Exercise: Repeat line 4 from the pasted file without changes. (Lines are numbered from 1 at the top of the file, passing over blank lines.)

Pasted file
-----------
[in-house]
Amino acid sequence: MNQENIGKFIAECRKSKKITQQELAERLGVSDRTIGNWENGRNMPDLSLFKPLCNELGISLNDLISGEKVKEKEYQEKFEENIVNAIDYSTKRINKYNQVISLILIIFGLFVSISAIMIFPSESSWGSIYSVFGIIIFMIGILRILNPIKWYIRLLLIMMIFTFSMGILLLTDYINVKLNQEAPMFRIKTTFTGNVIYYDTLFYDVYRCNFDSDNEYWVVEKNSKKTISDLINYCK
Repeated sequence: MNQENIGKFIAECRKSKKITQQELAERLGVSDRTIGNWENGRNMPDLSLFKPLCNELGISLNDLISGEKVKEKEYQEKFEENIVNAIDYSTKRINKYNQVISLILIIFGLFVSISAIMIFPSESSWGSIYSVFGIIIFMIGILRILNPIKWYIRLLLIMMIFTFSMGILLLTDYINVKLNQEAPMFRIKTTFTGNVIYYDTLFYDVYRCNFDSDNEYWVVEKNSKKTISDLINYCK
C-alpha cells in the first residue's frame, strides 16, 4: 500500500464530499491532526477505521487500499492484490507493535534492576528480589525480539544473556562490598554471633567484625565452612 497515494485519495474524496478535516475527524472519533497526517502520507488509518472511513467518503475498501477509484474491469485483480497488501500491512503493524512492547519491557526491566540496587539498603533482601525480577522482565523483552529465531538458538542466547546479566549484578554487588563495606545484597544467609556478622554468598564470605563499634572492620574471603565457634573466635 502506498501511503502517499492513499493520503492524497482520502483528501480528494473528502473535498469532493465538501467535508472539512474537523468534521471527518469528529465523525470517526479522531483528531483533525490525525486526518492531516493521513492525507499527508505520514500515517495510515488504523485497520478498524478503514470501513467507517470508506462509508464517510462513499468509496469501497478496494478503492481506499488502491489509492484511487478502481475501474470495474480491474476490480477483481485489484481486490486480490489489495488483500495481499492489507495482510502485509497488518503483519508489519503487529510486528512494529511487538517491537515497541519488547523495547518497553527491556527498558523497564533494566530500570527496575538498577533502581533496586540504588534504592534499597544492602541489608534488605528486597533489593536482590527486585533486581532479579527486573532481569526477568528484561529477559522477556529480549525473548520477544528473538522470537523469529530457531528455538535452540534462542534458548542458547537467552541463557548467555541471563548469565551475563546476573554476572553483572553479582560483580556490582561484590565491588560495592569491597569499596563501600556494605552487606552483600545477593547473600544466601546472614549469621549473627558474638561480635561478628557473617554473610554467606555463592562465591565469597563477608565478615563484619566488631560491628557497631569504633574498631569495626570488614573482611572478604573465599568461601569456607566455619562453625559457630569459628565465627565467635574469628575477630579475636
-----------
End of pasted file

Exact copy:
C-alpha cells in the first residue's frame, strides 16, 4: 500500500464530499491532526477505521487500499492484490507493535534492576528480589525480539544473556562490598554471633567484625565452612 497515494485519495474524496478535516475527524472519533497526517502520507488509518472511513467518503475498501477509484474491469485483480497488501500491512503493524512492547519491557526491566540496587539498603533482601525480577522482565523483552529465531538458538542466547546479566549484578554487588563495606545484597544467609556478622554468598564470605563499634572492620574471603565457634573466635 502506498501511503502517499492513499493520503492524497482520502483528501480528494473528502473535498469532493465538501467535508472539512474537523468534521471527518469528529465523525470517526479522531483528531483533525490525525486526518492531516493521513492525507499527508505520514500515517495510515488504523485497520478498524478503514470501513467507517470508506462509508464517510462513499468509496469501497478496494478503492481506499488502491489509492484511487478502481475501474470495474480491474476490480477483481485489484481486490486480490489489495488483500495481499492489507495482510502485509497488518503483519508489519503487529510486528512494529511487538517491537515497541519488547523495547518497553527491556527498558523497564533494566530500570527496575538498577533502581533496586540504588534504592534499597544492602541489608534488605528486597533489593536482590527486585533486581532479579527486573532481569526477568528484561529477559522477556529480549525473548520477544528473538522470537523469529530457531528455538535452540534462542534458548542458547537467552541463557548467555541471563548469565551475563546476573554476572553483572553479582560483580556490582561484590565491588560495592569491597569499596563501600556494605552487606552483600545477593547473600544466601546472614549469621549473627558474638561480635561478628557473617554473610554467606555463592562465591565469597563477608565478615563484619566488631560491628557497631569504633574498631569495626570488614573482611572478604573465599568461601569456607566455619562453625559457630569459628565465627565467635574469628575477630579475636